Ethnicity plays a role in how people perceive charitable and political causes they encounter on social networks and whether they go on to get involved with those causes, a new survey finds.
Out of 2,000 participants in the survey, 30 percent of black adults and 39 percent of Hispanics said they were more likely to support online causes rather than causes they encountered offline; 24 percent of whites said the same.
The study was released by Georgetown University's Center for Social Impact Communication and Ogilvy PR, a public-relations company. (The same group released another survey last month showing differences between men and women who support causes promoted on social networks.)
Some causes attract blacks and Hispanics more than whites, the study found. Among them: Forty-six percent of blacks were involved in efforts to feed the hungry, compared with 38 percent of whites and Hispanics. Thirty-four percent of blacks were involved with charities that fight diabetes, compared with 32 percent of Hispanics and 24 percent of whites. And 31 percent of Hispanics said they were involved with groups that fight global warming compared with 25 percent of whites and blacks.
While most of the survey participants said they believed they could make a difference by supporting a charitable or political cause, African-Americans and Hispanics were more optimistic about the effectiveness of using online networks to do so. When asked if tools like Facebook, Twitter, and blogs could help spread the word about a cause, 58 percent of blacks and 51 percent of Hispanics agreed, compared with 34 percent of whites.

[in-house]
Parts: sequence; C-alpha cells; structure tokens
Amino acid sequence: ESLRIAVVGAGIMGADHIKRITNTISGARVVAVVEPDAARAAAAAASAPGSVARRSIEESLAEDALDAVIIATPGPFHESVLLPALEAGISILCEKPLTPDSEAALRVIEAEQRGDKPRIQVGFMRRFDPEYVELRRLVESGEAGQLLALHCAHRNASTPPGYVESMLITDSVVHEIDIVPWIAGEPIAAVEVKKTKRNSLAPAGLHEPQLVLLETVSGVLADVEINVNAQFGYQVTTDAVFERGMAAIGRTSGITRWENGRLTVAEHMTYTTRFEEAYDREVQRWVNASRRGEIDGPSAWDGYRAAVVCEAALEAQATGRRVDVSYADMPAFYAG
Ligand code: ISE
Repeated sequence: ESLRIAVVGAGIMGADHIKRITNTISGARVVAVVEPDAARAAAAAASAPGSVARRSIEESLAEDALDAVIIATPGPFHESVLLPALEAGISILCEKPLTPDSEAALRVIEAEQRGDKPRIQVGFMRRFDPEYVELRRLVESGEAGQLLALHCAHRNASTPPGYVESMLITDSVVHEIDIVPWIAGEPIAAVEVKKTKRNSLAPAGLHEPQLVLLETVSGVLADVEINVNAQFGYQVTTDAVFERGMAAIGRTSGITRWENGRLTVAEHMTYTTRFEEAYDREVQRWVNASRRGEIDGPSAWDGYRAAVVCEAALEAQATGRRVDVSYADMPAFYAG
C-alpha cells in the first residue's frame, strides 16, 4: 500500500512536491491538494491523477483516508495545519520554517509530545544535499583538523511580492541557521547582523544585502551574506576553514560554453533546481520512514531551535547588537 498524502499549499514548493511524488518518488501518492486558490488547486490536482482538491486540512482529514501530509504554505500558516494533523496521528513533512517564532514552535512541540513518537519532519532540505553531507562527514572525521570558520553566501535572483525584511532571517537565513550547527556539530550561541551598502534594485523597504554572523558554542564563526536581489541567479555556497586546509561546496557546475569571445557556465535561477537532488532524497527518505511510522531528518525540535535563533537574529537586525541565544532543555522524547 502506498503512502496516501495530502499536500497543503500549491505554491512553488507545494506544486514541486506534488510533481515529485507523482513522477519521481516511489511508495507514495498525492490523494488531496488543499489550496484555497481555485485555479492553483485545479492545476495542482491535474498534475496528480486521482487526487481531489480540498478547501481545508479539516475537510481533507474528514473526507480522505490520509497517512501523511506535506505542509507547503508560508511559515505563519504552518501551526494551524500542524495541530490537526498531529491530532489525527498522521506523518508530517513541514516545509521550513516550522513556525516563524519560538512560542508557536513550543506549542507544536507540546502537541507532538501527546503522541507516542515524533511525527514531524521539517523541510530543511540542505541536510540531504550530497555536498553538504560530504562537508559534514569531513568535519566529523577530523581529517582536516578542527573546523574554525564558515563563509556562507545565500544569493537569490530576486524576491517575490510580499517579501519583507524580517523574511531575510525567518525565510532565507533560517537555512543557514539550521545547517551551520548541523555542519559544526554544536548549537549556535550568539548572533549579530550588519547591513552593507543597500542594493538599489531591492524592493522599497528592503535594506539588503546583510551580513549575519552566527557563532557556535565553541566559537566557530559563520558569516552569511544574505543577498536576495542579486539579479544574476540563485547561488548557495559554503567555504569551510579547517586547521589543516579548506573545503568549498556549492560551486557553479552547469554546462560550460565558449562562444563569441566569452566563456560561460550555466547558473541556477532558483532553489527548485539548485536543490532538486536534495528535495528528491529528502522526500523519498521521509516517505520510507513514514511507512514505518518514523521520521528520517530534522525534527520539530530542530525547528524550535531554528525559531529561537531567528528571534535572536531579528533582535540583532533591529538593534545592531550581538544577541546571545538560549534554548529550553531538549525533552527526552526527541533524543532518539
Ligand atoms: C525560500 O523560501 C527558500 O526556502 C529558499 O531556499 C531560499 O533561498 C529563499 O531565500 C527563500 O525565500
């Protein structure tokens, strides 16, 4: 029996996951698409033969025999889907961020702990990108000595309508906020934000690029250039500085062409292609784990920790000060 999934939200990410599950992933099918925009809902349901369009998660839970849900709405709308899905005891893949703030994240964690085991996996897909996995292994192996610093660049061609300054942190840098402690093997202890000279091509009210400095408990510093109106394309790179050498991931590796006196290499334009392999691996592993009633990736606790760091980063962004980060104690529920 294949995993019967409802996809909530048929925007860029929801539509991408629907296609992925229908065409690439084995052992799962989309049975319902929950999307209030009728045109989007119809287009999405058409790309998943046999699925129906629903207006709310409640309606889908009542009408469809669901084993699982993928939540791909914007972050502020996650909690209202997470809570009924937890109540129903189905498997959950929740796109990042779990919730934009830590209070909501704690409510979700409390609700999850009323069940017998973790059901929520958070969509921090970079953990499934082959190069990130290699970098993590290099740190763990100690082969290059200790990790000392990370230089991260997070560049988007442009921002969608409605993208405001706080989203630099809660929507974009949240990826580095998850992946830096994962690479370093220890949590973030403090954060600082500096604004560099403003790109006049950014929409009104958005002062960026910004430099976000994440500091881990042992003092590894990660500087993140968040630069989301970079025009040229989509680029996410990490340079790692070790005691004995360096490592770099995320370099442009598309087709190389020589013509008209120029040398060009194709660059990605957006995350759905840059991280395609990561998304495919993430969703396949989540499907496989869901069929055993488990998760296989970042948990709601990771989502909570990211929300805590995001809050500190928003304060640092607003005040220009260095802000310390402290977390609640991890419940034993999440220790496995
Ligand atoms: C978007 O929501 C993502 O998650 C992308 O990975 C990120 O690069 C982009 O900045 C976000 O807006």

In addition, more blacks and Hispanics said Facebook and other social-networking sites made it easier to support a cause: 62 percent and 64 percent, respectively, compared with 54 percent of whites.
Whites are also less likely to use Twitter in general. According to a telephone survey of 2,277 adults conducted by Princeton Survey Research Associates International, 25 percent of black and 19 percent of Hispanic Internet users say they use Twitter, compared with just 9 percent of white Internet users. What's more, one in ten black Internet users now visit Twitter on a typical day, compared with 3 percent of whites and 5 percent of Hispanics.
African-Americans and Hispanics "as a cohort in comparison to whites are younger, and the use of Twitter decreases when you get older," says Aaron Smith senior research specialist at Pew, the organization that released the Princeton survey. He also says people who are less economically well off may be more likely to use mobile devices to get Internet access—and that might lead to greater use of Twitter.
"We've seen Internet access and communications on mobile devices become a substitute for the more traditional desk in the den," says Mr. Smith.
Yet despite the emphasis placed on social media, blogs and social networking sites are still second to more traditional information sources like television, newspapers, and personal relationships. Likewise, people were more likely to donate money or talk about a social issue than post it to a blog or Facebook, the Georgetown study found.
"What the study shows us over all is not to put all your eggs into the social-media basket," says Julie Dixon, deputy director at the Georgetown Center. Instead, organizations should tailor their communications strategy based on the how their audience is likely to engage.
"You really need to know your audience," says Ms. Dixon.